Welcome to Florida Time, a weekly column about Florida history. Today, we hear about the Everglades, the Cuban Missile Crisis, the Civil Rights movement and more.

Readers: Last week we provided part one of a history of Florida through its voices. Here’s more, from the Depression through the start of the Space Age.


"Cross Creek belongs to the wind and the rain, to the sun and the seasons, to the cosmic secrecy of seeds, and beyond all, to time.'' — The last lines of north-central Florida author Marjorie Kinnan Rawlings' 1942 memoir Cross Creek. Rawlings, who died in 1953 at 57, wrote nine books that provided Americans a glimpse of a Florida far from the beaches and resort hotels.

Florida Time archives: Get caught up on the stories you’ve missed


"It was my first trip to Florida. I didn't like the experience." — Frank Leonard Terry, only survivor of 36 sailors aboard the W.D. Anderson, which sunk 12 miles north of Jupiter on Feb. 22, 1942. As America entered World War II, German U-boats sank 24 ships that year off Florida alone, confounding the American military and terrifying Floridians.

"There are no other Everglades in the world. They are, they always have been, one of the unique regions of the earth, remote, never wholly known ... It is a river of grass.'' — Marjory Stoneman Douglas' introduction to her famed 1947 book, which helped spark an environmental movement in South Florida and make her an icon. The same year, Everglades National Park was founded.

"He was registering black voters and organizing black citrus workers. That's what got him killed, in my opinion. At the time of his death, 31 percent of all eligible blacks in Florida were registered to vote. That was 50 percent higher than any other Southern state, and Moore did it.'' — Tallahassee's Ben Green, author of a book detailing the assassination on Christmas night, 1951, of Brevard County civil rights leader Harry T. Moore and his wife.

"We'll be back after the trouble is over.'' — Francisco Batista, brother of Cuban dictator Fulgencio Batista, at the Palm Beach Biltmore Hotel days after the family fled Fidel Castro in the early hours of Jan. 1, 1959.

"While it may be legally acceptable, it is morally wrong.'' — Gov. LeRoy Collins, in a March 20, 1960, televised speech challenging state laws that let department stores refuse lunch-counter service to blacks. Gov. Collins is credited with shepherding Florida through desegregation with less pain than any Southern state. He is considered one of Florida's greatest governors and was declared "Floridian of the century" by the Legislature at his death in March 1991.

"I wanted to participate because I believe communism is the worst thing in the world. I wanted to make Cuba free again.'' — Bay of Pigs veteran Jose Trincheria in 1983, on the 20th anniversary of the ill-fated invasion. About 1,400 exiles, trained in South Florida, came ashore on April 17, 1961. When promised air cover never came, Cuban forces killed 114 and captured the rest. Fighters spent 20 months in prison before being ransomed for $53 million in food and medicine.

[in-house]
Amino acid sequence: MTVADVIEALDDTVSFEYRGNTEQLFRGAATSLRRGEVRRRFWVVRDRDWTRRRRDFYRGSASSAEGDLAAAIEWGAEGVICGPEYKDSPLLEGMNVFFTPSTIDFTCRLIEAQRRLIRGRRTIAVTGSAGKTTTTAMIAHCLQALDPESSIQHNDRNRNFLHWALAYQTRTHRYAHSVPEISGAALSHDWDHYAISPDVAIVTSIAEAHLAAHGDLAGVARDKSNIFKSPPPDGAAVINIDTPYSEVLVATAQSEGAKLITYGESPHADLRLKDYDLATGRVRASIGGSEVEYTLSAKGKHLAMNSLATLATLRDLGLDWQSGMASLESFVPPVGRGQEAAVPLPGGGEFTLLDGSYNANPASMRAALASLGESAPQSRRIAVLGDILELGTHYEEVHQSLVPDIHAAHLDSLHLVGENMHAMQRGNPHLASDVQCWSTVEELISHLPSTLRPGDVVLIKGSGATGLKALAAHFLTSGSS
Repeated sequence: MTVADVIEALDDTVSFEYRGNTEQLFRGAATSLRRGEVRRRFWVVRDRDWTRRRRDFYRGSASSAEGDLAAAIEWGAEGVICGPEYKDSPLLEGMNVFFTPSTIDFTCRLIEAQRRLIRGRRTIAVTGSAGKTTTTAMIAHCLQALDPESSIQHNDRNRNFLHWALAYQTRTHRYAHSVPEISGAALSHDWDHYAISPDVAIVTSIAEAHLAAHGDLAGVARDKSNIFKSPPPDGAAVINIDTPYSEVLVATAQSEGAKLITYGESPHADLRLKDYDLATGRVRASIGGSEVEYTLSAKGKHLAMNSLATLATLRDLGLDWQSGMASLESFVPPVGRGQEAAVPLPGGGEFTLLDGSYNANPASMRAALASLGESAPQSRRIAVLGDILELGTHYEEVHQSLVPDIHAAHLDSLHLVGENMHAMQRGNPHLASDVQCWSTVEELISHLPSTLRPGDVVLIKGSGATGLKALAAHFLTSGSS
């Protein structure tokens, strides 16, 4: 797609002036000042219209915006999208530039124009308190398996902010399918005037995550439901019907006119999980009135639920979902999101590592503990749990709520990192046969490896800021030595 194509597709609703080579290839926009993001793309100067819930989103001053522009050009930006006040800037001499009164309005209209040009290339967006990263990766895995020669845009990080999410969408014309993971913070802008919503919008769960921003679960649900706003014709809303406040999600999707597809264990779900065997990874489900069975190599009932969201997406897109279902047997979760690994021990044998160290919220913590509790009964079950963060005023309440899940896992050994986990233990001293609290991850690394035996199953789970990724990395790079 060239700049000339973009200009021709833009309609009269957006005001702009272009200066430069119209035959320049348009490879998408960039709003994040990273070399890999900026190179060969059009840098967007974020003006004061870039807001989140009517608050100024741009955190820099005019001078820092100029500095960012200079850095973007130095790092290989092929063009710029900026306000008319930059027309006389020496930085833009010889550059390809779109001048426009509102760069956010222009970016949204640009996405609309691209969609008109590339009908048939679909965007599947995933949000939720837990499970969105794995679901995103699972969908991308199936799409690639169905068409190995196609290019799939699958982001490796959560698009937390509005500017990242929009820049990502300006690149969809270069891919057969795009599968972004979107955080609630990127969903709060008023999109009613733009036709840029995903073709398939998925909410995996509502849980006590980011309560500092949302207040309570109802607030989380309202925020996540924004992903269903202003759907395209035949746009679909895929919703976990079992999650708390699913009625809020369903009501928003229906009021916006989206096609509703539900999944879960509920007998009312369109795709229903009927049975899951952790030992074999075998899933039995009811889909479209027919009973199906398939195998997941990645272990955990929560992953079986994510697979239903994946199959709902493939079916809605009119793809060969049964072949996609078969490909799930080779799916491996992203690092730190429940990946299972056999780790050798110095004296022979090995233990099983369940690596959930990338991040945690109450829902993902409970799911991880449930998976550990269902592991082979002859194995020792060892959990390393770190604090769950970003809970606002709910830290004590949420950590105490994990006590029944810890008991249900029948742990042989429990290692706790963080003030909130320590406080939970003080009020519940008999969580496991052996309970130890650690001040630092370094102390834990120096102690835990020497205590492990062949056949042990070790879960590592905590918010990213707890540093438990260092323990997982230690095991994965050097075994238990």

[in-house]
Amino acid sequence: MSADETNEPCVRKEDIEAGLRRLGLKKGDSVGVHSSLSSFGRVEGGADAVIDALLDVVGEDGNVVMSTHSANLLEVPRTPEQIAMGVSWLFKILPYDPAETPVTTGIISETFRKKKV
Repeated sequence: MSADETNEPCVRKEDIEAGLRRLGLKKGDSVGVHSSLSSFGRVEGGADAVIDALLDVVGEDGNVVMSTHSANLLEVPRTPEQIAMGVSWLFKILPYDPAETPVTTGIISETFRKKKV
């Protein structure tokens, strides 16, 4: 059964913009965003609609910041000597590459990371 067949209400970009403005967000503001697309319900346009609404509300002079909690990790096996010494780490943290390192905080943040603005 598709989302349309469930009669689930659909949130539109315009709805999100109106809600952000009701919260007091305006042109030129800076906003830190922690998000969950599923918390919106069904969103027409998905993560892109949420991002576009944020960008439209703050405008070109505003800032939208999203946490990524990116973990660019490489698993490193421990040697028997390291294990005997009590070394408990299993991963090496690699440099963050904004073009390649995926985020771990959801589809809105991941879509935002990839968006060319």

"It was generally supposed that the bombers carried atomic weapons. I remember thinking that whatever would happen would happen suddenly.'' — West Palm Beach businessman Tom Tilford in 1987 on the 25th anniversary of the Cuban Missile Crisis, recalling the B-47s that landed at Palm Beach International Airport the day after President Kennedy's Oct. 22, 1962, speech brought the standoff to the point of a nuclear war that threatened to make South Florida ground zero.

"If we have to go to jail, we are going. We are determined to make this city the kind of place that the oldest city in our nation ought to be.'' — Civil rights leader the Rev. Dr. Martin Luther King Jr. on the night before he was arrested June 11, 1964, for demanding service at a St. Augustine hotel's restaurant.

Next week: Into a new millennium

Last week: From slavery to the real estate boom, these Florida voices share all

From a reader: “Would love to see something on Hamilton Disston made his mark on Florida but few people know what he did and why. The lake I live on (a tributary to the St. Johns River) is about the only thing in Florida that carries his name. I am enjoying your series, thanks.” — Ann, Lake Disston

Eliot Kleinberg is a staff writer for the past three decades at The Palm Beach Post in West Palm Beach, and the author of 10 books about Florida (www.ekfla.com). Florida Time is a product of GateHouse Media and publishes online in their 22 Florida markets. Submit your questions, comments or memories to FloridaTime@Gatehousemedia.com. Include your full name and hometown. Sorry; no personal replies.